5 Questions With Zig: How The Media Platform is Shaking Up The Way People Engage With News
Sometimes in the process of news gathering or carrying out coverage, a defining moment happens to a news agency or blog. Welcome to our new Beyond Bylines series: Five questions about the big stories you’re covering.
With the debut of Zig, entrepreneur Joshua James wants to change the way people engage with and consume the news.
He, with co-founders Adam Platzner and John Tornow, launched the compelling new media platform earlier this month. Already, it’s garnering big attention.
Former Vanity Fair editor-in-chief Graydon Carter, music producer Quincy Jones, and Live Nation are just some of the high-profile players backing the venture.
For Carter, this is his first public project since leaving his post at Vanity Fair. In a recent news release, Carter says he wants to help the team how he can and believes the app “will find a wide and dedicated audience.”
That’s likely because Zig promises to shake up the current ecosystem — one that has delivered mixed results for publishers in the past.
The app drives traffic direct to news sites and solves yet another “problem that publishers have had since the dawn of the Internet,” says James, in the same release. “Their content is built around an ad model that doesn’t make for an ideal user experience. At Zig we’ve completely altered the way content is consumed.”
For readers, that’s a win.
Zig prioritizes and remixes the millions of available articles, photos, videos, and other content into a user-centric experience.
By connecting with the individual user’s social media accounts, the technology can read the individual’s historical engagement to tailor streams to their specific interests — essentially working to eliminate digital clutter.
Images and video are prioritized over words, allowing for an overall more efficient news experience as users consume, share, and react to content.
James, Zig’s co-founder and CEO, answered a few questions for us on his latest endeavor. Here’s a peek at the brand new Zig platform, in his words.
1. Tell us about your new app, Zig. How is it different than other news apps out there?
Zig, a mobile media technology platform that collects millions of pieces of content, including articles, photos, videos and more, from publishers around the world and remixes it, blends it, and feeds it back to users in an immersive hyper consumption stream. Links, headlines, text and fluff are removed and all content is initially distilled into a photo or video. Zig is really an attempt to alter the current publishing model, which we think makes for a poor user experience as it is built around ad clicks and page views, not usability. So what Zig does is actually collect the content after the click and it brings it forward into a content stream. Users don’t click, they simply consume the content and then continue on.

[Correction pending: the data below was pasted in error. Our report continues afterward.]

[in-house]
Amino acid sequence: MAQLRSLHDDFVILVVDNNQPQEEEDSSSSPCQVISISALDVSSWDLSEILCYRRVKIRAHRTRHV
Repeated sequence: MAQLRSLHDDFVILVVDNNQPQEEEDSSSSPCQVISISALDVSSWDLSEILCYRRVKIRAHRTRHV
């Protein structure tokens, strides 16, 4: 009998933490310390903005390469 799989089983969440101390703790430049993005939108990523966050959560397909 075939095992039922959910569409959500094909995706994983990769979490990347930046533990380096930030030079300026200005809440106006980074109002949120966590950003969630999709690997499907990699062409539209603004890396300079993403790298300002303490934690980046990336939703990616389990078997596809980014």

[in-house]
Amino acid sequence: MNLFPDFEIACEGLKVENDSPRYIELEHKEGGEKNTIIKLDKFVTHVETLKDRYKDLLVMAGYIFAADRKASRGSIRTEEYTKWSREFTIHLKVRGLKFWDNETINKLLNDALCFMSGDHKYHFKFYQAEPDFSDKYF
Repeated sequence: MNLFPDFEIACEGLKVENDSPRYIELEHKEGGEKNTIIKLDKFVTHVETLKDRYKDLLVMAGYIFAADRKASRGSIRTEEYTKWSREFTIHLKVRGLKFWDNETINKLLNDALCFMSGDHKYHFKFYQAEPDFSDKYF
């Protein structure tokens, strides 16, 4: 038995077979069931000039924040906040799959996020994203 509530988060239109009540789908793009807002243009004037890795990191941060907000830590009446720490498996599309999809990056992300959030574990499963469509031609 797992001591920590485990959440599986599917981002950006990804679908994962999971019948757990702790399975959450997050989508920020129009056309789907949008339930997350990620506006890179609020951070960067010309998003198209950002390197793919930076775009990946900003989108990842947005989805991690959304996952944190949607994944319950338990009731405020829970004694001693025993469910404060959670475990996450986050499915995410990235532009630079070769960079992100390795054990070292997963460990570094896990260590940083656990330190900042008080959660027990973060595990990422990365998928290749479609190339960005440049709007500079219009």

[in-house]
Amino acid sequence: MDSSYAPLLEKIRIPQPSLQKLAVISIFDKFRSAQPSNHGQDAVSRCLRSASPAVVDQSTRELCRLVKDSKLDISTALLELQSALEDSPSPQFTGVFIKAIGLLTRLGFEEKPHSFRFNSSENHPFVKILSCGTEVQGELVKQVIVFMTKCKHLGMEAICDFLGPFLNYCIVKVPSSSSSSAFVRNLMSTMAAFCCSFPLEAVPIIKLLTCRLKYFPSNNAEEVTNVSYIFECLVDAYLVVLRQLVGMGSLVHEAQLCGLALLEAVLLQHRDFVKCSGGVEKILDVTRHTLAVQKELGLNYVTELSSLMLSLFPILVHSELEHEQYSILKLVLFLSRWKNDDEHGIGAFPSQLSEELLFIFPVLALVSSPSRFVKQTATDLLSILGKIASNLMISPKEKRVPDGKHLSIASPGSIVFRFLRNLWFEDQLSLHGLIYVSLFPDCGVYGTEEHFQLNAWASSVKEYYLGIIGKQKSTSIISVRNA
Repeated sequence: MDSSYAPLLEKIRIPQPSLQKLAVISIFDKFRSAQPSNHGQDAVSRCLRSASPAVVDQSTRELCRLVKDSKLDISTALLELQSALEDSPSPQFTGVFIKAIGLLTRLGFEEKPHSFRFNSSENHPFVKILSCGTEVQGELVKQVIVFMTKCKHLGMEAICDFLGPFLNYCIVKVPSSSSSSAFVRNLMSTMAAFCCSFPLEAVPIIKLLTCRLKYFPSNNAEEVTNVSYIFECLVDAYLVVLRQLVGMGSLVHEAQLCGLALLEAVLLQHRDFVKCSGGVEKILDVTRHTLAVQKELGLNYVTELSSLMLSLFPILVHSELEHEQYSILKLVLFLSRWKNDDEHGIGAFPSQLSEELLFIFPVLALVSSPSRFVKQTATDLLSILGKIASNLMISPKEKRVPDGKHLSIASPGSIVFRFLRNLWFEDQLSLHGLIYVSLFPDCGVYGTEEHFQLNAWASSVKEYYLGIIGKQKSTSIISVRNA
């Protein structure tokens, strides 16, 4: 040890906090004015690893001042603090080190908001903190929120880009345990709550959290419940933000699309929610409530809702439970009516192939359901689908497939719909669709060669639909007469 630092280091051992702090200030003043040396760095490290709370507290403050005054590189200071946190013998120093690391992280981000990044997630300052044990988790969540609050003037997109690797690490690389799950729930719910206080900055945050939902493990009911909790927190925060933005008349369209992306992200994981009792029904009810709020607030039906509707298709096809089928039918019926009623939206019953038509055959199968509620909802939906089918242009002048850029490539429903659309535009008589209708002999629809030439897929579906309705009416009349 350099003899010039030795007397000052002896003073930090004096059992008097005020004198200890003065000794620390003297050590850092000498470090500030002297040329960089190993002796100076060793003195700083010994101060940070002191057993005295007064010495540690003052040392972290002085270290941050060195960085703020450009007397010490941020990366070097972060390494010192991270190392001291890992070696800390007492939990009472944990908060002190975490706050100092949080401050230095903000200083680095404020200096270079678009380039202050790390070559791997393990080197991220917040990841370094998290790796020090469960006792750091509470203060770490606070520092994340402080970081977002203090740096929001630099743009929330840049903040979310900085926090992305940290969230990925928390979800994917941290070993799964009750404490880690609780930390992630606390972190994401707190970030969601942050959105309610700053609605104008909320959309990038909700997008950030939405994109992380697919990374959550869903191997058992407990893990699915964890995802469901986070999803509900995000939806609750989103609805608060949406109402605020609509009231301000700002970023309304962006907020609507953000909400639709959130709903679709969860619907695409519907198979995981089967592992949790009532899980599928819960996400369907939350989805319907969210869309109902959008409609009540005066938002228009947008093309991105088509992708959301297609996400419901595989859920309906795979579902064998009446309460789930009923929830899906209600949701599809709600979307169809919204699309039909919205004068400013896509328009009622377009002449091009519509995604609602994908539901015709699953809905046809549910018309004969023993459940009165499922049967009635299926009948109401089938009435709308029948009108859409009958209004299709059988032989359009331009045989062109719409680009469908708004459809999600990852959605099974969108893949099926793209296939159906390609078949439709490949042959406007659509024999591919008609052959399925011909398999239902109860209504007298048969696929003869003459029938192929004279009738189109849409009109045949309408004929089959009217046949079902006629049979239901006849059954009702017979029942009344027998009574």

2. You have some heavy-hitter investors supporting your endeavor. When was the moment you realized this could be a big thing?
I think we realized pretty early on that the idea was powerful and potentially transformative, the question was whether we could pull it off tech-wise. Once we realized that we could we started getting very excited. As we began meeting with investors and saw their excitement, we knew we were onto something great.
3. What can publishers expect from the app? How much of a consideration were they in your development of Zig?
We’ve had discussions with many media organizations at the highest level, and they’re extremely excited about our product because of the volume of content people can consume and the ability to share their content across social media. One particular feature they love is the patent pending Zig React. Users can actually take a photo reaction of themselves, slap it onto the content and share it across their networks. The end result for the publishers is people sharing their articles and every post leads back to them.
4. It’s been a tough year for media, particularly with audience trust. How can readers trust that what’s published is honest and not fake news?
Zig only draws content from named and reputable sources.
5. What’s the best advice you have for innovative newsrooms and entrepreneurs looking to embark on a change-making idea?
It’s extremely helpful to be unreasonably stubborn! It’s also important we think to have an idea that is rooted in solving a problem that exists in the market.
Does your newsroom or blog have a great story to tell? Email us at email@example.com and tell us why we should ask you five questions next.
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